of 2000 acres, in "Vienna. And the boy
alo liked his military practice. His
grandfather made him captain of the Im
But the life of the young Duke or
Reichstadt was not the healthy one of
boys of his age. Many a son of an Aus
trian peasant had far more fun than he.
Some historians say that he was purpose
ly thrown with the gay Duke of Salerno
in order that he might be led into dissi
pations and thereby undermine his con
stitution. The thought is too dreadful
to be easily credited.
In 1831, the year his mother was obliged
to abandon her duchy, he began to show
too clearly that some wearing malady
had possession of him. He had profuse
sweatings and contracted a cough which
often made him spit blood. His mother's
condition in regard to her states fright
ened him and he Interceded for her with
Francis I. But although he was 111 and
sick of life he would avoid taking the
medicine the doctors prescribed, which
he held in horror. They took the young
fellow away from his military exercises
and operations, thus removing the one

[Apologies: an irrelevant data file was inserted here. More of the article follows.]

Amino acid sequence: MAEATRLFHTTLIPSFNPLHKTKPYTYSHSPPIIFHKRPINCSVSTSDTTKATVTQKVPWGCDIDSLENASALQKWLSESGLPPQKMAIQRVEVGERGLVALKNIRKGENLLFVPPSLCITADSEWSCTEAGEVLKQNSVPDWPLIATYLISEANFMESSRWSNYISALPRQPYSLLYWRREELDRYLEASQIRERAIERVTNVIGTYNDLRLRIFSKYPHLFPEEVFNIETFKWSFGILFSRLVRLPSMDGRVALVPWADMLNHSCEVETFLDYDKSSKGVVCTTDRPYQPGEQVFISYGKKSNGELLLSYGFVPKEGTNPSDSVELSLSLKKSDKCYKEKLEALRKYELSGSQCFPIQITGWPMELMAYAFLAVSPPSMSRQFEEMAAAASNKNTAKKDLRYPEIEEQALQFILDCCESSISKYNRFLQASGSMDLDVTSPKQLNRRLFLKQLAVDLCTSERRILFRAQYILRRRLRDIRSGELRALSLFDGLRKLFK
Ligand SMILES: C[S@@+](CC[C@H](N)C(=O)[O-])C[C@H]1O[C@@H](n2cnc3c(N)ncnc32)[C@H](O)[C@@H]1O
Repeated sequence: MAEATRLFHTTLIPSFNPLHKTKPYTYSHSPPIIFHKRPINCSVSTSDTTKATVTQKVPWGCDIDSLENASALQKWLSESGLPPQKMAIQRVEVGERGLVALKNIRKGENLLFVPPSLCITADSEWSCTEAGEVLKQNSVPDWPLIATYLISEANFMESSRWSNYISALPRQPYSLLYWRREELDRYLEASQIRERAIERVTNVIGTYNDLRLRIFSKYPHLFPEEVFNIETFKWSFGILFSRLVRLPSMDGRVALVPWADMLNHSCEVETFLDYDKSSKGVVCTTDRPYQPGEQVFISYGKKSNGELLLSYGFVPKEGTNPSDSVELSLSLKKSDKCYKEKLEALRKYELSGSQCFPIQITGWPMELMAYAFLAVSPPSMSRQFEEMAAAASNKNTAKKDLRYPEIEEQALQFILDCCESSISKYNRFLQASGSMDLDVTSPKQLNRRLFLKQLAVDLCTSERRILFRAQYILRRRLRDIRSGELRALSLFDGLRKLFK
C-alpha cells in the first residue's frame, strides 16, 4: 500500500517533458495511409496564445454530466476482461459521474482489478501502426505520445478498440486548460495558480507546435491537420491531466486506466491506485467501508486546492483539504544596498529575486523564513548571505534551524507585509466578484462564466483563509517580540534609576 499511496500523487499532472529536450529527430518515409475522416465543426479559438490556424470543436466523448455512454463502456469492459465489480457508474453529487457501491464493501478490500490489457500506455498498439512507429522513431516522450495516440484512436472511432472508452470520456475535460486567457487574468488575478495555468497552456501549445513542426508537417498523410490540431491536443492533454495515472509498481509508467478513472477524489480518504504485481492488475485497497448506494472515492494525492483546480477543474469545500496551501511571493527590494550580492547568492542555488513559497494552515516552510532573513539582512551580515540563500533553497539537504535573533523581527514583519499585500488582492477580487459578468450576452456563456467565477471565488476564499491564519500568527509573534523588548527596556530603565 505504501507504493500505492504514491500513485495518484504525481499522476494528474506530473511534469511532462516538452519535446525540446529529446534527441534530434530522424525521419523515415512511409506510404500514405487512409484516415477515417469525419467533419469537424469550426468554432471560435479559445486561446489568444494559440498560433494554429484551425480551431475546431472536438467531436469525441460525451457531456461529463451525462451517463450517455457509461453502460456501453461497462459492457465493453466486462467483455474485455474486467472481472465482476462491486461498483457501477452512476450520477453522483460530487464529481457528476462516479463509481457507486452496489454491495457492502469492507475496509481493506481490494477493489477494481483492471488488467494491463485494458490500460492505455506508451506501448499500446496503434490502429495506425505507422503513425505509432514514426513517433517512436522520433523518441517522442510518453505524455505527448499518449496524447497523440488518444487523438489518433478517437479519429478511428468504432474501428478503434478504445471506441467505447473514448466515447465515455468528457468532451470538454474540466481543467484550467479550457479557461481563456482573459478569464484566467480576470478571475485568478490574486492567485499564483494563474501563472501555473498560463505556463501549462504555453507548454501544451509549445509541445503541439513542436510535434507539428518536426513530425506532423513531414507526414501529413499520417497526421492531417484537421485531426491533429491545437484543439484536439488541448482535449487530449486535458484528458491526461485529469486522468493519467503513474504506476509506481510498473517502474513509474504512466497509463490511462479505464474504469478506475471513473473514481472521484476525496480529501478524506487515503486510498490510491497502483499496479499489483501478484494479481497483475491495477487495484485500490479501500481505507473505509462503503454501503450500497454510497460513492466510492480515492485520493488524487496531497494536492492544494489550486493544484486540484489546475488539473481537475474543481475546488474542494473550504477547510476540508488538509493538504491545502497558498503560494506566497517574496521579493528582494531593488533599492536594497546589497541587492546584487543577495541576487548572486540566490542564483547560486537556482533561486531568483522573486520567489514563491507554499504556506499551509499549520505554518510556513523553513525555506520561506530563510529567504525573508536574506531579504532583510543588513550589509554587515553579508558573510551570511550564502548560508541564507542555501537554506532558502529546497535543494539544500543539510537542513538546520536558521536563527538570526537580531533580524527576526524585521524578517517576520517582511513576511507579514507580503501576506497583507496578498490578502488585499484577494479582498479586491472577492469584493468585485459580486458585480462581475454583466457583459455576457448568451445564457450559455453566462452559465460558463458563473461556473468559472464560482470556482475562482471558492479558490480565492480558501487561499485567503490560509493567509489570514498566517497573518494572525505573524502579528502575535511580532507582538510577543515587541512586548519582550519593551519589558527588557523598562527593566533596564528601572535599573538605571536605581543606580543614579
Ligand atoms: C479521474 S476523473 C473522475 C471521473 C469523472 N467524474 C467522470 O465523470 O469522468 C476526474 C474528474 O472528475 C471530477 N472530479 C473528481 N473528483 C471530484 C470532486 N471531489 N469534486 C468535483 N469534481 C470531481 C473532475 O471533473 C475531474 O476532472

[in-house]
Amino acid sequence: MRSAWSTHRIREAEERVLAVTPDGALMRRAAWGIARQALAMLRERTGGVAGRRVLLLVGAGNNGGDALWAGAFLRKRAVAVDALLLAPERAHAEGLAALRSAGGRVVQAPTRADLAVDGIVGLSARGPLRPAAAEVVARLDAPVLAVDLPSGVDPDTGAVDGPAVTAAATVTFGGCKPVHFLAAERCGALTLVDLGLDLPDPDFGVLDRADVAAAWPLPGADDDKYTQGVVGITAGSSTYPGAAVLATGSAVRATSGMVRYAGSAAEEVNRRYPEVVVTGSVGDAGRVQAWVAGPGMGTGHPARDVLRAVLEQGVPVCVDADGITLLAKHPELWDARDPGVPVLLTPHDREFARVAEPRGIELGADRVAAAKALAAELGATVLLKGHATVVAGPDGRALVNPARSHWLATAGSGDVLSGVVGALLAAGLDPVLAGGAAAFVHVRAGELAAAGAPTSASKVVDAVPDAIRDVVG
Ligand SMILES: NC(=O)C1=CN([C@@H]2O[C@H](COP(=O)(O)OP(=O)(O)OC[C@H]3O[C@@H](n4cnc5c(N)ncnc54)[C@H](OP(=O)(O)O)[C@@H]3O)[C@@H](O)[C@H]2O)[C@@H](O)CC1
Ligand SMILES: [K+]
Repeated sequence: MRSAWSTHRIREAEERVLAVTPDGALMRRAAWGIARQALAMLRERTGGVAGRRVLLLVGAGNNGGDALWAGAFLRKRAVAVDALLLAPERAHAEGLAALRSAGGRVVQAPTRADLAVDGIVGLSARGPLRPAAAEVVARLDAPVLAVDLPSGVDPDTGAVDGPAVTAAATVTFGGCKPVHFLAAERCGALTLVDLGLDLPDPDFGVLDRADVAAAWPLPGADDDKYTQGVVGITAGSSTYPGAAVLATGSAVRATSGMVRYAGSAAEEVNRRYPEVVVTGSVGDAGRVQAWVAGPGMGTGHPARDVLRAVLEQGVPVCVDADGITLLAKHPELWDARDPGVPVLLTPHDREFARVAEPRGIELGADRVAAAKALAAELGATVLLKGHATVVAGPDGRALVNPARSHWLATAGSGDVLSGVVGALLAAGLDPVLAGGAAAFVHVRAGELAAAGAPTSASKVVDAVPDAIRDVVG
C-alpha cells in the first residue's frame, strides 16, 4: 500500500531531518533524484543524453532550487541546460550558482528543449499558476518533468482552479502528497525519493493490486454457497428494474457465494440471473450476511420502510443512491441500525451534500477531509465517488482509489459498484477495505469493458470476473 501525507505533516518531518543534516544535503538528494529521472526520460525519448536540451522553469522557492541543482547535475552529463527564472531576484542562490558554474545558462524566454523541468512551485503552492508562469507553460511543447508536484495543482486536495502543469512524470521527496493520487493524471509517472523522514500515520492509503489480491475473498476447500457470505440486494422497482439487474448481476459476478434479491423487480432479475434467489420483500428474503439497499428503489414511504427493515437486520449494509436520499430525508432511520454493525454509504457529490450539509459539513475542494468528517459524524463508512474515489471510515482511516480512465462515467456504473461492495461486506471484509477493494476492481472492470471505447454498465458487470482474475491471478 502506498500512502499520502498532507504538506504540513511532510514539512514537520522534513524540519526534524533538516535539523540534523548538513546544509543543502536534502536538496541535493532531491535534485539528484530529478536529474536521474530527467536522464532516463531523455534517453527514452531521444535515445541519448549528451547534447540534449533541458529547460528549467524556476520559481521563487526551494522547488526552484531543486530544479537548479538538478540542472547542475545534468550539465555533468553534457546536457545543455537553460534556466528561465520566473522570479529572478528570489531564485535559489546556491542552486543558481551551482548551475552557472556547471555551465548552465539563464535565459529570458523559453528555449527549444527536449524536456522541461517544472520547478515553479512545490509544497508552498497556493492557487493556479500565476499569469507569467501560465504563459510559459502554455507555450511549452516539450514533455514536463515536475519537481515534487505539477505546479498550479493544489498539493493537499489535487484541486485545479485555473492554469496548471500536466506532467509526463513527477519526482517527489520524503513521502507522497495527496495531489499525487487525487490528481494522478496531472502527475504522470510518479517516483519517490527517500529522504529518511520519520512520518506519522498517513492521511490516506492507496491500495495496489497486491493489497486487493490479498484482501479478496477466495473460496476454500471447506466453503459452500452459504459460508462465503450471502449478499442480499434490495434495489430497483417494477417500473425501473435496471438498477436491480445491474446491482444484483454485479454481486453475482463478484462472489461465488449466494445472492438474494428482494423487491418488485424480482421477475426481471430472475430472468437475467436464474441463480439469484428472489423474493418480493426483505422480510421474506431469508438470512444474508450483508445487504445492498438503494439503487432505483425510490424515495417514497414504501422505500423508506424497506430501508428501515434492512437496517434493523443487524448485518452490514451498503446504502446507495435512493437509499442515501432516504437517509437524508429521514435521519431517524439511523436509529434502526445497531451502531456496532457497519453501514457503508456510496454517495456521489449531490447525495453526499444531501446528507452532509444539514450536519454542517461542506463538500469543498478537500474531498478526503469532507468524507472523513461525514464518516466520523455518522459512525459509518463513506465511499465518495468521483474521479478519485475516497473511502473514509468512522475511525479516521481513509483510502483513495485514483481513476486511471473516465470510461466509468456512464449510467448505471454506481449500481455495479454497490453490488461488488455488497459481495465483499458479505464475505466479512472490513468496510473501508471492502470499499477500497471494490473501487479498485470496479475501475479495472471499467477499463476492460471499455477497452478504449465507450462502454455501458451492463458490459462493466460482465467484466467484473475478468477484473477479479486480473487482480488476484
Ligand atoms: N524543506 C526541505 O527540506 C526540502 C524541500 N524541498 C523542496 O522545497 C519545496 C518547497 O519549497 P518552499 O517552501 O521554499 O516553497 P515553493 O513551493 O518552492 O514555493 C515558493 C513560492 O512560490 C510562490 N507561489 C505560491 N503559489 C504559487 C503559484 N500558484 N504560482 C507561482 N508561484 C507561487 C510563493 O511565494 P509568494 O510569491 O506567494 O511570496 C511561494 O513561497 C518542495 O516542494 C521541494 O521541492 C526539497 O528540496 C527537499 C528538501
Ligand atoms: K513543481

great amusement of his life. No wonder
he begged his grandfather to let him
"play soldier" again. In the spring equi
nox of that year he exposed himself to the
THE CHILDREN'S SECOND VISIT.
(Copyright. 1S95, by Joel Chandler Harris.)
"I hope that isn't all of the story If
you call it a story," said Buster John.
"Which?" remarked Mr. Thimblefinger,
with an air of having forgotten the whole
"Why, that about throwing the gold
L 1 I 1
The Points of Breeding- That "Win the
Prizes. By John Gilmer Speed.
UJT BURNS, IT BURNS," SUE CRIED, "TAKE IT OFF.'
'. 1 HlilTf fl A 1 HfilHHf
M MMiTT IffilKL
uH Miff wBSfm
1 1 H i a ' 1 Jjliilf MM a
I I Wilms ? ' ! W i &&m&&w & ummi t
J llS If 1a iTlT VAJtil